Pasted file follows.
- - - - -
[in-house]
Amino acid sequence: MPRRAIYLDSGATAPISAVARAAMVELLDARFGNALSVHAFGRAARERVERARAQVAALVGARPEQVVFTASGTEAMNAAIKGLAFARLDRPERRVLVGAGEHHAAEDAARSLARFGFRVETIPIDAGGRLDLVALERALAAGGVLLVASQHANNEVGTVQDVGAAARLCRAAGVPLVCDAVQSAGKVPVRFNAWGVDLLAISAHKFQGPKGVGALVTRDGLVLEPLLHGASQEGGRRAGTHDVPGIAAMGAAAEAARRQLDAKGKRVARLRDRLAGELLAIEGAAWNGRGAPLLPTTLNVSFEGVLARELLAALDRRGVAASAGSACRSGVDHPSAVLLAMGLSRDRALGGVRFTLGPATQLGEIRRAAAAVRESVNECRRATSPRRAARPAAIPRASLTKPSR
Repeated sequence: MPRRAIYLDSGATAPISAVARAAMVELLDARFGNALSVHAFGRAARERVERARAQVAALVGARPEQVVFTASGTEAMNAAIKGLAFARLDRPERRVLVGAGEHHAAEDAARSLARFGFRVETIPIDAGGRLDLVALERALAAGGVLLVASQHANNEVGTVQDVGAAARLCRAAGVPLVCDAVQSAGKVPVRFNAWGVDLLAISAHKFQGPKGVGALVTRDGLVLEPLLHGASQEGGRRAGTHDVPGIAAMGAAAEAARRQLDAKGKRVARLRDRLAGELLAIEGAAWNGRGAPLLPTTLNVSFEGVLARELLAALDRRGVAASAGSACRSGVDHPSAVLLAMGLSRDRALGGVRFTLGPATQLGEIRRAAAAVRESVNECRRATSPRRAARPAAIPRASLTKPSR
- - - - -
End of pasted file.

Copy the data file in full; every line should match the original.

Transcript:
[in-house]
Amino acid sequence: MPRRAIYLDSGATAPISAVARAAMVELLDARFGNALSVHAFGRAARERVERARAQVAALVGARPEQVVFTASGTEAMNAAIKGLAFARLDRPERRVLVGAGEHHAAEDAARSLARFGFRVETIPIDAGGRLDLVALERALAAGGVLLVASQHANNEVGTVQDVGAAARLCRAAGVPLVCDAVQSAGKVPVRFNAWGVDLLAISAHKFQGPKGVGALVTRDGLVLEPLLHGASQEGGRRAGTHDVPGIAAMGAAAEAARRQLDAKGKRVARLRDRLAGELLAIEGAAWNGRGAPLLPTTLNVSFEGVLARELLAALDRRGVAASAGSACRSGVDHPSAVLLAMGLSRDRALGGVRFTLGPATQLGEIRRAAAAVRESVNECRRATSPRRAARPAAIPRASLTKPSR
Repeated sequence: MPRRAIYLDSGATAPISAVARAAMVELLDARFGNALSVHAFGRAARERVERARAQVAALVGARPEQVVFTASGTEAMNAAIKGLAFARLDRPERRVLVGAGEHHAAEDAARSLARFGFRVETIPIDAGGRLDLVALERALAAGGVLLVASQHANNEVGTVQDVGAAARLCRAAGVPLVCDAVQSAGKVPVRFNAWGVDLLAISAHKFQGPKGVGALVTRDGLVLEPLLHGASQEGGRRAGTHDVPGIAAMGAAAEAARRQLDAKGKRVARLRDRLAGELLAIEGAAWNGRGAPLLPTTLNVSFEGVLARELLAALDRRGVAASAGSACRSGVDHPSAVLLAMGLSRDRALGGVRFTLGPATQLGEIRRAAAAVRESVNECRRATSPRRAARPAAIPRASLTKPSR